Out of fourteen separate exchange breaches, five have been attributed to the group, among them the industry record-breaking $532 million NEM hack of Japan’s Coincheck this January.
The report, dedicated to hacks in 2017 and 2018, identifies the allegedly state-sponsored hacker group Lazarus as responsible for $571 million of the $882 million total in crypto that was stolen from online exchanges during the studied time period; almost 65 percent of the total sum.
Hacker group “Lazarus,” reportedly funded by North Korea, has stolen a staggering $571 million in cryptocurrencies since early 2017, a study conducted by cybercrime company Group-IB reveals.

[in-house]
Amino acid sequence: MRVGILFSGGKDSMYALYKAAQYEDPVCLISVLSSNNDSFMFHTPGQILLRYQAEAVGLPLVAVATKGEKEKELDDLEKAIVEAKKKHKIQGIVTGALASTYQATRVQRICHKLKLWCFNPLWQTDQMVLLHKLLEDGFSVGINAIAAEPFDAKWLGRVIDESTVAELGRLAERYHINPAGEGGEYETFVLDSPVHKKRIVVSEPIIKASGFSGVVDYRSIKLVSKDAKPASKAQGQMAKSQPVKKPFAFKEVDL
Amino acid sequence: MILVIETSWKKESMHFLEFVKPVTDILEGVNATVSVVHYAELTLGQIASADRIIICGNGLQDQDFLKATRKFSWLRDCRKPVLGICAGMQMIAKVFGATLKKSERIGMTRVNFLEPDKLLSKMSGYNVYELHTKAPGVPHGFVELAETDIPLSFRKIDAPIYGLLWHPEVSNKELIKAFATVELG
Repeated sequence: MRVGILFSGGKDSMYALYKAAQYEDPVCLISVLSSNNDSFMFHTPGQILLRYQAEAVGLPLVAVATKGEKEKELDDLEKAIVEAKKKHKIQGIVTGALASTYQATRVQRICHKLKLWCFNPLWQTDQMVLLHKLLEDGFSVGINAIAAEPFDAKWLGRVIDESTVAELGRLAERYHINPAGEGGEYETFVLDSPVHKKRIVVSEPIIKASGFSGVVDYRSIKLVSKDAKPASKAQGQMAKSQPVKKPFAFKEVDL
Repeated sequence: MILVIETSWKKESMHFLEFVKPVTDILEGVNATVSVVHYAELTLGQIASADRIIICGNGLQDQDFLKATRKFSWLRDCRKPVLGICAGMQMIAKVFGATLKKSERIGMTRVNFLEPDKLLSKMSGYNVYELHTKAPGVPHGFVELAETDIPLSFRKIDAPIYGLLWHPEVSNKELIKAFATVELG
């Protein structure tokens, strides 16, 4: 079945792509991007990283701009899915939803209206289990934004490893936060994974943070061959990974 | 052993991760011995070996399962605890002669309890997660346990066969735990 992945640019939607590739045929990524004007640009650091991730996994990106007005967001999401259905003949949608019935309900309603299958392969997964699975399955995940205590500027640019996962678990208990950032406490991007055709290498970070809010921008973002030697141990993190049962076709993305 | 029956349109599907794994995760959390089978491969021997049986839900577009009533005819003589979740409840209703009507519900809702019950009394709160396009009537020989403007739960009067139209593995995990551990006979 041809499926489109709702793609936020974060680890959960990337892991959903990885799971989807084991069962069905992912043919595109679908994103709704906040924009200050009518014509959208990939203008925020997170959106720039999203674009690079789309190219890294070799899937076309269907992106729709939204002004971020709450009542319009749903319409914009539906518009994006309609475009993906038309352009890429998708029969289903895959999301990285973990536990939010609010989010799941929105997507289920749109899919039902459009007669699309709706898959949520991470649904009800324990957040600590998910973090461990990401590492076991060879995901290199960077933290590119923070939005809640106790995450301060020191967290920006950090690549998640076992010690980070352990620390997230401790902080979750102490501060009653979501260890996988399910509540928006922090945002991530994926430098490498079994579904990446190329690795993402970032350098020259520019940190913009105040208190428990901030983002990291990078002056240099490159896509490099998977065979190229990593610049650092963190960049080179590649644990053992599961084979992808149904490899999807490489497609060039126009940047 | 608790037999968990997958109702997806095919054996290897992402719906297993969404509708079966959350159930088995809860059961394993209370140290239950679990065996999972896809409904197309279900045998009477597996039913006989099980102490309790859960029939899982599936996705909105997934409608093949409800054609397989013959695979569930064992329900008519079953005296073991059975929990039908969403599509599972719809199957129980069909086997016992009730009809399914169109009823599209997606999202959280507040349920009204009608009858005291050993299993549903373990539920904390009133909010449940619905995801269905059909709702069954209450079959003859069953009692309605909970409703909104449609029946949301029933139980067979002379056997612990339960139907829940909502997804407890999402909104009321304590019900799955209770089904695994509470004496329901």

The report states that hackers target cryptocurrency exchanges using mostly “traditional” methods, including spear phishing, social engineering, and malware:
“After the local network is successfully compromised [through downloaded malware], the hackers browse the local network to find workstations and servers used working with private cryptocurrency wallets.”
The report, which also includes a cybercrime forecast, predicts the number of attacks on exchanges to increase in the future, as an alternative to traditional targets such as banks.
U.S. experts have previously alleged that North Korea is “increasingly” turning to crypto as a tactic to circumvent sanctions, claiming that the country’s government is hiring people to “launder” cryptocurrencies via multiple wallets and exchanges, as well as so-called mixing services, with the aim of obtaining sanction-free U.S. dollars.